By: Tom Beal
ARIZONA DAILY STAR
April 3, 2011
“Science City” – that’s how Tucson should be known and branded, says UA Dean of Science Joaquin Ruiz.
To begin with, research science is a big deal at the University of Arizona, where it brings in more money than either tuition or state support, with last year being the best ever despite – or perhaps because of – the economic downturn.
Stimulus money captured an additional $83 million last year. The university took in $602 million in grants, contracts and gifts for the fiscal year that ended June 30. It spent $490 million on research.
The impact of that is felt in the larger economic community, said Ruiz, in the form of research contracts with area businesses, companies spun off from university research projects, and jobs.
“A great majority of the money in grants and contracts is used to pay salaries of people. It’s not just buying a lot of equipment. I’m not an economist, but the multiplier effect of that has to be substantial,” he said.
Beyond that, many technology-heavy industries are important to Tucson’s economy, from aerospace and defense to solar.
“Science City” is the label Ruiz used for his college’s November special report on research, published in the Arizona Daily Star, and he and local business leaders have discussed his broader branding idea (see related story).
Astronomy and optics, where Tucson has always excelled, are only part of the story, Ruiz said.
The optical science businesses spun off from the university are now being joined by “more and more biotech,” he noted.
Medical and biotech research will be the big push for the university in coming years, said Rick Myers, a member of the Arizona Board of Regents and CEO of the nonprofit medical research group Critical Path Institute.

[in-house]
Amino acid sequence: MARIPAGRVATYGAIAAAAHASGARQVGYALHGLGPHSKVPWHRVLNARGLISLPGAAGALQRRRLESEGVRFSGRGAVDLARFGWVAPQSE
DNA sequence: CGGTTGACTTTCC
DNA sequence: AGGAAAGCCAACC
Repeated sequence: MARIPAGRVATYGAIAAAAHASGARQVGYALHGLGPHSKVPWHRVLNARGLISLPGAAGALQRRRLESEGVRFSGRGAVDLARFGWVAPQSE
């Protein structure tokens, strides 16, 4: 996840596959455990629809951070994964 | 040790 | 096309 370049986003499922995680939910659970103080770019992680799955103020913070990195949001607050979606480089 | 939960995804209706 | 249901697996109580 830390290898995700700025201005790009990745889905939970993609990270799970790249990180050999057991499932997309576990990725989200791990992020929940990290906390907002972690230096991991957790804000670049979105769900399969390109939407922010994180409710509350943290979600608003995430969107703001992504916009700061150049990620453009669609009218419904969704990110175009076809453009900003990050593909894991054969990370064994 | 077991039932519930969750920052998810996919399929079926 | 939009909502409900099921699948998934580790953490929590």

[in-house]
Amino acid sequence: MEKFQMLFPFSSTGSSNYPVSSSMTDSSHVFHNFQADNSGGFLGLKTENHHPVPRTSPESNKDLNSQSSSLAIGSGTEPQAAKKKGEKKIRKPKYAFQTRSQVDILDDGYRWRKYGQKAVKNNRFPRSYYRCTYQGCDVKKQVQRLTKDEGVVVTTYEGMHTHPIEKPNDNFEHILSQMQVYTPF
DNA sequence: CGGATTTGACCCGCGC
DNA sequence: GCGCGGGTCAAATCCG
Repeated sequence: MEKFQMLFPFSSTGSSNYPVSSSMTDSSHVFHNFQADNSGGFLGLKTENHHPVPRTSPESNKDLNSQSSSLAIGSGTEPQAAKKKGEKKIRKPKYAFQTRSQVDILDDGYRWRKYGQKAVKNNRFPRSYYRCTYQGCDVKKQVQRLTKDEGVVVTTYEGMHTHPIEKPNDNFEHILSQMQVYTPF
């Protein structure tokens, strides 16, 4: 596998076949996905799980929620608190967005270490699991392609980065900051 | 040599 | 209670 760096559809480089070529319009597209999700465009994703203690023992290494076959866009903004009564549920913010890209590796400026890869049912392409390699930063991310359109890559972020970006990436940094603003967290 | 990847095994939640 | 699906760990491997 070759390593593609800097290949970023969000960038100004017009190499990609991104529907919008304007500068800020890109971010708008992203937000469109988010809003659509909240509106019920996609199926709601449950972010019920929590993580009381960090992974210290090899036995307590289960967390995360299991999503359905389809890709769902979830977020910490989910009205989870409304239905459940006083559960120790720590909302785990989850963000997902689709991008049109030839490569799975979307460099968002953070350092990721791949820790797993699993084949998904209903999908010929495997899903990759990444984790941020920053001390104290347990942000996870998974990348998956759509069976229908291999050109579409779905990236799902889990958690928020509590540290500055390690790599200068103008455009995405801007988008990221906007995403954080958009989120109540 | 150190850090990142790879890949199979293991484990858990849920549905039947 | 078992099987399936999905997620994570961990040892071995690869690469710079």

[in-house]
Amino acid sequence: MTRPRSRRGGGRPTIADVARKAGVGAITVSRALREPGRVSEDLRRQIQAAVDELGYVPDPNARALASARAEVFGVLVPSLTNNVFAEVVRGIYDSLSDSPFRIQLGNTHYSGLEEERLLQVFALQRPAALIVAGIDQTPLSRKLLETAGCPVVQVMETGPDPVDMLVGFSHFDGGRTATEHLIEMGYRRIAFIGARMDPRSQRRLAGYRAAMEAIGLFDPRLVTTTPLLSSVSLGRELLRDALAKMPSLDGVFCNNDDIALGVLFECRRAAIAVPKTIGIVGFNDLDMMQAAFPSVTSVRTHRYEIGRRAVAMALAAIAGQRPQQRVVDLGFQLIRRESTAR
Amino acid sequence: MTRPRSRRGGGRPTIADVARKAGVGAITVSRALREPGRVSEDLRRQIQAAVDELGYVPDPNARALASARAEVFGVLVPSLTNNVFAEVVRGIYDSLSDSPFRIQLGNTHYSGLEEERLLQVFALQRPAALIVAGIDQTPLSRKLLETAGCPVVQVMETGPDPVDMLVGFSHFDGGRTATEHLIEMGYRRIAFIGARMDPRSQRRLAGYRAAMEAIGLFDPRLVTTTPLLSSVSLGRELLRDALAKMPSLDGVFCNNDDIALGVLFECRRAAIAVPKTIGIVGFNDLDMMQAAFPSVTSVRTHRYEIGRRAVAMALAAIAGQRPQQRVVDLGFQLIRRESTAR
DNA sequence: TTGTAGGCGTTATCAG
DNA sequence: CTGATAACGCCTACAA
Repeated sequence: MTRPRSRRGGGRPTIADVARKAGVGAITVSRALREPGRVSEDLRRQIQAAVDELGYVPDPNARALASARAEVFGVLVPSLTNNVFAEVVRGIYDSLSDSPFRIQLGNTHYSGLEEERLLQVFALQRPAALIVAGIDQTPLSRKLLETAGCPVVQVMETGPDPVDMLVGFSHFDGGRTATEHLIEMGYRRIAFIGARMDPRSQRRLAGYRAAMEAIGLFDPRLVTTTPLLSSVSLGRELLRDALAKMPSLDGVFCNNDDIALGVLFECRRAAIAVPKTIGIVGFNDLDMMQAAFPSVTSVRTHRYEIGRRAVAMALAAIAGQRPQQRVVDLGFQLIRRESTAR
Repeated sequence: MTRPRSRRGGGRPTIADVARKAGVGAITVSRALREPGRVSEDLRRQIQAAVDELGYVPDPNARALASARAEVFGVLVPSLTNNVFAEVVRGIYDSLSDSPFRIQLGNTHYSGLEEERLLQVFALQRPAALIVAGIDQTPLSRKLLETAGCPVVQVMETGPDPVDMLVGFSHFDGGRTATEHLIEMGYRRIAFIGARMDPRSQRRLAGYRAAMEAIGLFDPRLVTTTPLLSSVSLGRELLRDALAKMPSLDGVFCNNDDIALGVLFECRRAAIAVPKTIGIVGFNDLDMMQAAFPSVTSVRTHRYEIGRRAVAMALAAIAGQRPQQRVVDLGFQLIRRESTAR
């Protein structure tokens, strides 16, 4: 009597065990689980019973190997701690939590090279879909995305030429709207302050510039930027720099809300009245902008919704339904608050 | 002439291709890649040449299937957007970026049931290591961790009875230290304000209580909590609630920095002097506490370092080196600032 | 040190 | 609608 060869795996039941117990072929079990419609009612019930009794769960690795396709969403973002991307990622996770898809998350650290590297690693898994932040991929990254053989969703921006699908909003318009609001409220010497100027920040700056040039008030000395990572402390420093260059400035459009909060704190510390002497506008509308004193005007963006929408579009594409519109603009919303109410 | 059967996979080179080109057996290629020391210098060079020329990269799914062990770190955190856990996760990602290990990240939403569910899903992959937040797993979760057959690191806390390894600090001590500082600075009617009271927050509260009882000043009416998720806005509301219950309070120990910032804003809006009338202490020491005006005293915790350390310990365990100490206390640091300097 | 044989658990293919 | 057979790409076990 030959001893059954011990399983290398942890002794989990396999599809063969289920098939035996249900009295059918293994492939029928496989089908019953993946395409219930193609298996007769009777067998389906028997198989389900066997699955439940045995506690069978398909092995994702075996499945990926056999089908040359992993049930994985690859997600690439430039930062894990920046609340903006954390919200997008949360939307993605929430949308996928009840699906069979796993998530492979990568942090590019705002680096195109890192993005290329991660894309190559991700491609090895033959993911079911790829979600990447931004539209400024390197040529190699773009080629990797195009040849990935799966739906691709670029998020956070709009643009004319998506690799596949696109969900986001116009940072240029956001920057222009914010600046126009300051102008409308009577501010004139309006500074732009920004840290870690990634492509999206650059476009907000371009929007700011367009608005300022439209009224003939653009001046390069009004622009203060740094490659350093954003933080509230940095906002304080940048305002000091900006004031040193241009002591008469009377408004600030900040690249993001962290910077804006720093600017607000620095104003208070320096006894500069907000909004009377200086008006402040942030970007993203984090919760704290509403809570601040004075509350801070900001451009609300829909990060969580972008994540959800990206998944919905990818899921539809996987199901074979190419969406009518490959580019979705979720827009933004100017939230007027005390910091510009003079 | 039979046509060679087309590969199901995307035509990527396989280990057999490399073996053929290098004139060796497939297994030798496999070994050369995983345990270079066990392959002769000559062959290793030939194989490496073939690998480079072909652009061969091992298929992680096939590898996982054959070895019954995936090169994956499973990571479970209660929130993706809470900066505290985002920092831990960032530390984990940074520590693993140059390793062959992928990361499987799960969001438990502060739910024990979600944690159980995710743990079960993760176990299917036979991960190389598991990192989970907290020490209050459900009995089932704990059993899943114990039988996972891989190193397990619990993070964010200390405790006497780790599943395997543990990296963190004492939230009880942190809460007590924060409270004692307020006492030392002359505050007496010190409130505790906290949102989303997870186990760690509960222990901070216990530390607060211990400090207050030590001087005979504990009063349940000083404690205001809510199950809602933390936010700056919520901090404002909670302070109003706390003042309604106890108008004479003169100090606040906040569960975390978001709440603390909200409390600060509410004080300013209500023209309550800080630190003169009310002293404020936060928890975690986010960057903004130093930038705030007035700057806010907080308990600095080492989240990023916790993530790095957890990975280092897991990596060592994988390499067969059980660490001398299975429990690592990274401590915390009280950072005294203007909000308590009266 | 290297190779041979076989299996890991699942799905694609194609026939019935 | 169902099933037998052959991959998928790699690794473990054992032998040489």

The regents are challenging UA to double its grants in those two areas, he said.
He also sees opportunities in research in alternative energy, with the growth of the solar zone at the UA’s Tech Park. Border security is another growing research area, he said.
“The UA has strengths in all those areas,” he said.
Federal money provides 60 to 65 percent of the UA’s research budget in any given year, Myers said, but industry partnerships provide a good chunk as well.
Engineering Dean Jeff Goldberg said his college is adding industry partners, both small and large. The UA has research infrastructure that can help small businesses grow and provide essential services to larger ones.
“With places like Raytheon and Honeywell, it’s not coming to them for philanthropy, it’s ‘How does the College of Engineering help them build their businesses relative to the mission we have?’ ” Goldberg said.
For UA’s Ruiz, it all comes down to this:
“We need to be proud of our community, and being connected to science is something that makes me proud. It’s a moniker that would give us all pride.”
FINDING A moniker
A Science City moniker for Tucson has been discussed by business leaders, says Laura Shaw, senior vice president of Tucson Regional Economic Opportunities Inc., or TREO.
“From TREO’s perspective, we do like selling the sciences across many industries. From a business development perspective, we really like it. We think it’s a good starting point,” Shaw said.
Shaw said three of the four areas of emphasis for TREO – aerospace/defense, biosciences and solar – have definite science relationships.
Whether “Science City” is the best brand to represent all of that for TREO is still an open question, she said. TREO is currently doing some marketing studies to see what the companies it wants to recruit need to hear about greater Tucson.
“We don’t want to come up with something that is great but doesn’t mean anything to the companies we’re talking to,” she said.
Even Southern Arizona’s tourism, centered on its natural setting, is science-based in many ways.
Kitt Peak National Observatory is one such attraction. The working observatory about 55 miles southwest of Tucson attracts about 45,000 visitors per year, said Rich Fedele, its manager of public outreach.
The observatory drives scientific research in addition to being a tourist destination. “It’s the public and research coming together,” Fedele said. “That doesn’t happen in too many places.”
University-managed facilities such as Biosphere 2 north of Tucson also connect tourism with research. More than 100,000 people are expected to visit the massive environmental research laboratory in Oracle this year.
Public tours are available as well at the UA’s Steward Observatory Mirror Lab, which manufactures the world’s largest telescope mirrors.
The Arizona-Sonora Desert Museum – a top tourism draw – is also science-based, as are Kartchner Caverns State Park and parts of the annual Tucson gem and mineral shows.
Contact reporter Tom Beal at [email protected] or 573-4158.